Copyright 2001 R. Christina Lea. All rights reserved. CLICK HERE to return.


Ashen (intro only)

It was a red-tinted, swirling darkness, stitched with retinal after-images until it hummed and blurred into a deeper void. Speed came without movement. Falling in all directions at once, and I was everywhere. Exhilaration and fear. Then I was yanked back. My body reformed around a sharp, deep breath and my eyes snapped open, and I was just April again.

I flexed my fingers, bent and straightened my knees, then raised my head and let it drop back on the pillow in a cloud of auburn hair. I had to go to the bathroom. Maybe that was why I lost focus. It was always something.

As I was getting up, something outside grabbed my attention. I wasn't sure if it was a sight or a sound, just that it was in the back yard. The clock said one twenty-three in the morning - not that it mattered.

Behind the yard, just past Mom and Dad's silly little dollhouse fence (last year's must-have lawn and garden item) there was a patch of forest. As I leaned close to the window, shadows were flopping back and forth in the trees. Then one of them crashed into the fence. Three other shadows came after him. Before he could stand on his own, they yanked him to his feet and started pounding him.

I was frozen for a few seconds before I registered that this was real and I needed to do something before they killed that guy. The police. I could call the police. But still I didn't move, and still they kept beating him. One more senseless pause later, I grabbed the phone and dialed nine-one-one.

While I was busy with the operator, the shadows finished their work and vanished back into the woods. The victim stayed where they dropped him, slumped against the crunched fence. I wondered, should I do something? If I went out there now...

I didn't go, but I was dressed by the time the emergency vehicles started swarming around the house. Of course, I hadn't thought to wake anyone else up, so I was the first one to the door, followed closely by my dad and my brother Steve. Mom and my sister, Jen, were still hovering at the top of the stairs.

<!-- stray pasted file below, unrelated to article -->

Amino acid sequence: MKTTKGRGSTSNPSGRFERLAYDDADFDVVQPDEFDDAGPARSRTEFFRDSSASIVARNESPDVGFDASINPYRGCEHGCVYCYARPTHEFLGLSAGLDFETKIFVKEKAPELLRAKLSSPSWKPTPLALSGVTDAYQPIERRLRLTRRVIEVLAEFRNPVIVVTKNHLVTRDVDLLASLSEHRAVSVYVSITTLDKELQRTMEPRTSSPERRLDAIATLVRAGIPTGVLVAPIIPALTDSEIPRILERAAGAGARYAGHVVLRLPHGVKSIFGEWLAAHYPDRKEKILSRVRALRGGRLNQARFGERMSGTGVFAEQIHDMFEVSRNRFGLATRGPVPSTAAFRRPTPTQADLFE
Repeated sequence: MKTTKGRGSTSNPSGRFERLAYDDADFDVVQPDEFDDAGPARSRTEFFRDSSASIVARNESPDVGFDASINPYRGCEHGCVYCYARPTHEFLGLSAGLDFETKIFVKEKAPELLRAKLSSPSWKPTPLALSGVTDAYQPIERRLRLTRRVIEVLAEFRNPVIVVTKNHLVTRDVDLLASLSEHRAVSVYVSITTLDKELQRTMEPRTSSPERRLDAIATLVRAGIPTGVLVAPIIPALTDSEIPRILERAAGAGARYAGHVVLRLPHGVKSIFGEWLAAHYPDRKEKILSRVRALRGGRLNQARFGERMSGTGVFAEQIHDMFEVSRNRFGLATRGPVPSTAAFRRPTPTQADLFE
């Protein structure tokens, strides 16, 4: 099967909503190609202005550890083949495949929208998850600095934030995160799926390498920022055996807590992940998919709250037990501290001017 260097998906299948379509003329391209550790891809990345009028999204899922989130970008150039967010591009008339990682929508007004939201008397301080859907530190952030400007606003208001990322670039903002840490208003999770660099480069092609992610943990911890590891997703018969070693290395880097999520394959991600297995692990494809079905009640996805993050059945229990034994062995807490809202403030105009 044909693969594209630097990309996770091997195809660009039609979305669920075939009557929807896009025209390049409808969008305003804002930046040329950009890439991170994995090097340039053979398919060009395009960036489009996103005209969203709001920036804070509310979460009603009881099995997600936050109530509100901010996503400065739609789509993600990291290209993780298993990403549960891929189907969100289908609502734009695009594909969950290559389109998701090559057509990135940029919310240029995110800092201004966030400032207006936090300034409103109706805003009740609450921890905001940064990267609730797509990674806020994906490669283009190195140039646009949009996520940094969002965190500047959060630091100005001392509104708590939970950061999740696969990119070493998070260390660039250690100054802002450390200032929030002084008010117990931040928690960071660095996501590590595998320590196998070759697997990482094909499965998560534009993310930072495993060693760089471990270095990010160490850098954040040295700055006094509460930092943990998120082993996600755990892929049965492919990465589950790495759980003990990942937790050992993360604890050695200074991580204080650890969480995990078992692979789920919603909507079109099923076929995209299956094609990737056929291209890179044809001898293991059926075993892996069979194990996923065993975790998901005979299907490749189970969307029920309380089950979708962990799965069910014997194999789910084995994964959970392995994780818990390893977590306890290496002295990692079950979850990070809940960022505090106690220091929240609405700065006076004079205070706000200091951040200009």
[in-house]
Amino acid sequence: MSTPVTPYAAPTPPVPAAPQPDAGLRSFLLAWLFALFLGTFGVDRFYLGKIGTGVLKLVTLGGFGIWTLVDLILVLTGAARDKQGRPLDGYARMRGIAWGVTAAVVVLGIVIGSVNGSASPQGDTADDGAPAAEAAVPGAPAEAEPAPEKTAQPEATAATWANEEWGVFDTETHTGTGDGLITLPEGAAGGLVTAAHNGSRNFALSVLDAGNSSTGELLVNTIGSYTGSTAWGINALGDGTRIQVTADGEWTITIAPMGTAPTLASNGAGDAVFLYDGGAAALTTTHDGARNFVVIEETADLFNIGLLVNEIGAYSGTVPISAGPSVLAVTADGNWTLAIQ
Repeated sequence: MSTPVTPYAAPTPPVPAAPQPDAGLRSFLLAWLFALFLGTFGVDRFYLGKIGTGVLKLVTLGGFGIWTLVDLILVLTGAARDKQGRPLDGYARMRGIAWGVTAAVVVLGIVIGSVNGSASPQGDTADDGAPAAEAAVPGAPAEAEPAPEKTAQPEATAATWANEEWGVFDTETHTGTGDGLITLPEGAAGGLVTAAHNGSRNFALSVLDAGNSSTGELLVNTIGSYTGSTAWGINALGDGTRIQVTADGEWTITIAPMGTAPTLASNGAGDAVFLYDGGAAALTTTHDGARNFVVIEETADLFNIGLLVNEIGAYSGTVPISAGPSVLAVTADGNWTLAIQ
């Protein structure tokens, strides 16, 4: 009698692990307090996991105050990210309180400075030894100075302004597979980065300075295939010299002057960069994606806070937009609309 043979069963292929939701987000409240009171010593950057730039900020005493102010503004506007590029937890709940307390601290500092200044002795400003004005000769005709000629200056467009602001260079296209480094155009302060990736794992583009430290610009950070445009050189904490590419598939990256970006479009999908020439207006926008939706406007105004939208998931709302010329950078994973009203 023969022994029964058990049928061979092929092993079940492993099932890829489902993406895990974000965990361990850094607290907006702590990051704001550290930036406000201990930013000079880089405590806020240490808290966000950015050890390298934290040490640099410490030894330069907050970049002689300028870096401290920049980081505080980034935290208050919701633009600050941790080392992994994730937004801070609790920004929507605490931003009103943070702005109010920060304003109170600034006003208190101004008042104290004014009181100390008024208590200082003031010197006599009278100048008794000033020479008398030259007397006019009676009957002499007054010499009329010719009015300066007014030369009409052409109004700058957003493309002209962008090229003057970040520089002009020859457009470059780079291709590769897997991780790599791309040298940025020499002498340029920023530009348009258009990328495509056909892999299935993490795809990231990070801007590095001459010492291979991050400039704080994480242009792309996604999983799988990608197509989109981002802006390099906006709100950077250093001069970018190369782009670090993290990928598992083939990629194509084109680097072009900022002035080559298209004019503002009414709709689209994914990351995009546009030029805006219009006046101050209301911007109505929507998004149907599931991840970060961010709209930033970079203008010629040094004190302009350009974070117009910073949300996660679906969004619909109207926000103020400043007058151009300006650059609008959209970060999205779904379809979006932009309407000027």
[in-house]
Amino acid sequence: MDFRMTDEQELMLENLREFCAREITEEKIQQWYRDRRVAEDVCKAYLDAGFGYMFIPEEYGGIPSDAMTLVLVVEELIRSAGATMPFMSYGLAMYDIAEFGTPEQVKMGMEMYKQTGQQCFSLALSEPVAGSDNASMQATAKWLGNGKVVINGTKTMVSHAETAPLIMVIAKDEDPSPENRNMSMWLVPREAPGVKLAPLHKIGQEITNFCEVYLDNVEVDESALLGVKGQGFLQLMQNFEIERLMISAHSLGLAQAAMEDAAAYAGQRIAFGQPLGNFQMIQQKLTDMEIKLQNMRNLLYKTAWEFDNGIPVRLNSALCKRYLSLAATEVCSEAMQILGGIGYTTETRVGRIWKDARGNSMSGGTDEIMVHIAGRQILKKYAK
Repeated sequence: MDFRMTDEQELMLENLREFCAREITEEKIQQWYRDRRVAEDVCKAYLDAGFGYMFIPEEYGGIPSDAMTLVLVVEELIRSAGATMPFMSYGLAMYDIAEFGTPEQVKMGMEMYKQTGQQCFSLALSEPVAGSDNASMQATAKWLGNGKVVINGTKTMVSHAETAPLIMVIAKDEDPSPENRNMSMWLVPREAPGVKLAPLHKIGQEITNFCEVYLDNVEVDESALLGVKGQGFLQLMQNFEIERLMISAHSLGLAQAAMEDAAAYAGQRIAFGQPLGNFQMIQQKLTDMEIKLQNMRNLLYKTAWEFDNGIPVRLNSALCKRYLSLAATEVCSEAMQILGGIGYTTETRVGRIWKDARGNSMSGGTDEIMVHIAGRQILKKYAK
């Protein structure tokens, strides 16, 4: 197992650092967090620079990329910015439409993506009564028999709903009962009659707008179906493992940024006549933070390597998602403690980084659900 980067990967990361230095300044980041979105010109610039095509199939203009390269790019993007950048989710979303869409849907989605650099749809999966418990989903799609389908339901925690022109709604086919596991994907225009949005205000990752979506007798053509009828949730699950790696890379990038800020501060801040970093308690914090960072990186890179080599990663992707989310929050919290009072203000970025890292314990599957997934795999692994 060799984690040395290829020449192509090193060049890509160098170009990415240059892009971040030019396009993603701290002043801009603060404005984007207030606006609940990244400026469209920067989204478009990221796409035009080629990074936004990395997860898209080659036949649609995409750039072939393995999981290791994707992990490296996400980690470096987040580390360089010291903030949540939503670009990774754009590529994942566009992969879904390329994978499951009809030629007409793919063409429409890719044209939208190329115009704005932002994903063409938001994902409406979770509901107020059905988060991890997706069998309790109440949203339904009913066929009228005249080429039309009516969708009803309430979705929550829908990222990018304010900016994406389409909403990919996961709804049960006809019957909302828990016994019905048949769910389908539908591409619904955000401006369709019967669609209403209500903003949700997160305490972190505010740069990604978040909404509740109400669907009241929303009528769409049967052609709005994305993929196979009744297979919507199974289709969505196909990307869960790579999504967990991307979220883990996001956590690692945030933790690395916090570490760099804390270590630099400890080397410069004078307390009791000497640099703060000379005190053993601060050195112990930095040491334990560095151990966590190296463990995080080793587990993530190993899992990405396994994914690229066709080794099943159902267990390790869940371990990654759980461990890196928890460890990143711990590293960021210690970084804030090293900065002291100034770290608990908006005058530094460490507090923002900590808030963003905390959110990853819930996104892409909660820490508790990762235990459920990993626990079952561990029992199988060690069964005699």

While the paramedics scuttled off to the back yard, the police hung around the porch to ask questions. I mentioned in the course of my narrative that I was meditating and tried not to grin when Steve rolled his eyes and acted embarrassed. Dad shifted his feet and told the officer, "April's just back from her first semester at Fayetteville and she's got some funny ideas - you know how kids are - but she's not on drugs." And that time I couldn't hold back a little smirk.

The paramedics came scurrying back with their prize on the stretcher and slid it into the ambulance. Just as the doors closed, I recognized him and asked the nearest medic, "Is he going to be all right?"

He shrugged, a rather lethargic gesture for someone whose job was to be in a hurry. "Probably. Doesn't look too bad."

Steve chuffed. "No great loss if he's not. Worthless little asshole."

The patrolman raised his eyebrows and asked, "You know this guy?"

Steve said, "Not personally. I know who he is. Everybody heard about how the boy killed Reverend Kesner."

Now it was my turn to roll my eyes. The "boy" was a little older than me - definitely older than Steve - but Steve had been throwing that word around a lot lately. I guess, in his mind, being a senior in high school made him a senior everywhere else, too. But I'd heard the rumor he was talking about. Reverend Mordecai Kesner had been murdered - torn apart - just before I came back from school. According to the police, only a large animal could have done it, a bear or something. Or a pack of wolves. Doesn't matter what the facts say in a town like Gaskin, though. Everybody was still pretty sure that Mordecai's son Aaron, the guy in the ambulance, was responsible.


Copyright 2001 R. Christina Lea. All rights reserved. CLICK HERE to return.